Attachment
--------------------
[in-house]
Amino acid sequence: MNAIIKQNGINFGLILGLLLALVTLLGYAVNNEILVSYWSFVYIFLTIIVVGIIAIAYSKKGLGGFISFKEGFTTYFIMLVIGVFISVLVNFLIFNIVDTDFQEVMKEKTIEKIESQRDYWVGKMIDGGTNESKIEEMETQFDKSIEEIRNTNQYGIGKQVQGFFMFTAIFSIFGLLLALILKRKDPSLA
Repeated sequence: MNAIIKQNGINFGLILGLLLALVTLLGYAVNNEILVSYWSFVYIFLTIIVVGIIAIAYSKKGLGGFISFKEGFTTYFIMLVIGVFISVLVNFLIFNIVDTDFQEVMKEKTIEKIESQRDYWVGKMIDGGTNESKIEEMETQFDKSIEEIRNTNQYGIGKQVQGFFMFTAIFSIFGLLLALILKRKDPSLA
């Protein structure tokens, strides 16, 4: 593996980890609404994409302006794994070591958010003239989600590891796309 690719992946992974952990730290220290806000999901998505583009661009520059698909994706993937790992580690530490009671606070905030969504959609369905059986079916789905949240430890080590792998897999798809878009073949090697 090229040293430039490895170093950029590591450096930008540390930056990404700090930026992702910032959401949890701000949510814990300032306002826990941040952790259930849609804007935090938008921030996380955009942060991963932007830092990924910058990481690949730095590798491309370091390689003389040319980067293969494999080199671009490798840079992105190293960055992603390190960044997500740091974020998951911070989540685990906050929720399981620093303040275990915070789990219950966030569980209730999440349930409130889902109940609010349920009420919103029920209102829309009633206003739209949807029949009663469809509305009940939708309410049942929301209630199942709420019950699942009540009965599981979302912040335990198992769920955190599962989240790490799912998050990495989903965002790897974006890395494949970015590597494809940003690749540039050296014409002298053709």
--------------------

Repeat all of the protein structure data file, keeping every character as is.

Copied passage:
[in-house]
Amino acid sequence: MNAIIKQNGINFGLILGLLLALVTLLGYAVNNEILVSYWSFVYIFLTIIVVGIIAIAYSKKGLGGFISFKEGFTTYFIMLVIGVFISVLVNFLIFNIVDTDFQEVMKEKTIEKIESQRDYWVGKMIDGGTNESKIEEMETQFDKSIEEIRNTNQYGIGKQVQGFFMFTAIFSIFGLLLALILKRKDPSLA
Repeated sequence: MNAIIKQNGINFGLILGLLLALVTLLGYAVNNEILVSYWSFVYIFLTIIVVGIIAIAYSKKGLGGFISFKEGFTTYFIMLVIGVFISVLVNFLIFNIVDTDFQEVMKEKTIEKIESQRDYWVGKMIDGGTNESKIEEMETQFDKSIEEIRNTNQYGIGKQVQGFFMFTAIFSIFGLLLALILKRKDPSLA
């Protein structure tokens, strides 16, 4: 593996980890609404994409302006794994070591958010003239989600590891796309 690719992946992974952990730290220290806000999901998505583009661009520059698909994706993937790992580690530490009671606070905030969504959609369905059986079916789905949240430890080590792998897999798809878009073949090697 090229040293430039490895170093950029590591450096930008540390930056990404700090930026992702910032959401949890701000949510814990300032306002826990941040952790259930849609804007935090938008921030996380955009942060991963932007830092990924910058990481690949730095590798491309370091390689003389040319980067293969494999080199671009490798840079992105190293960055992603390190960044997500740091974020998951911070989540685990906050929720399981620093303040275990915070789990219950966030569980209730999440349930409130889902109940609010349920009420919103029920209102829309009633206003739209949807029949009663469809509305009940939708309410049942929301209630199942709420019950699942009540009965599981979302912040335990198992769920955190599962989240790490799912998050990495989903965002790897974006890395494949970015590597494809940003690749540039050296014409002298053709």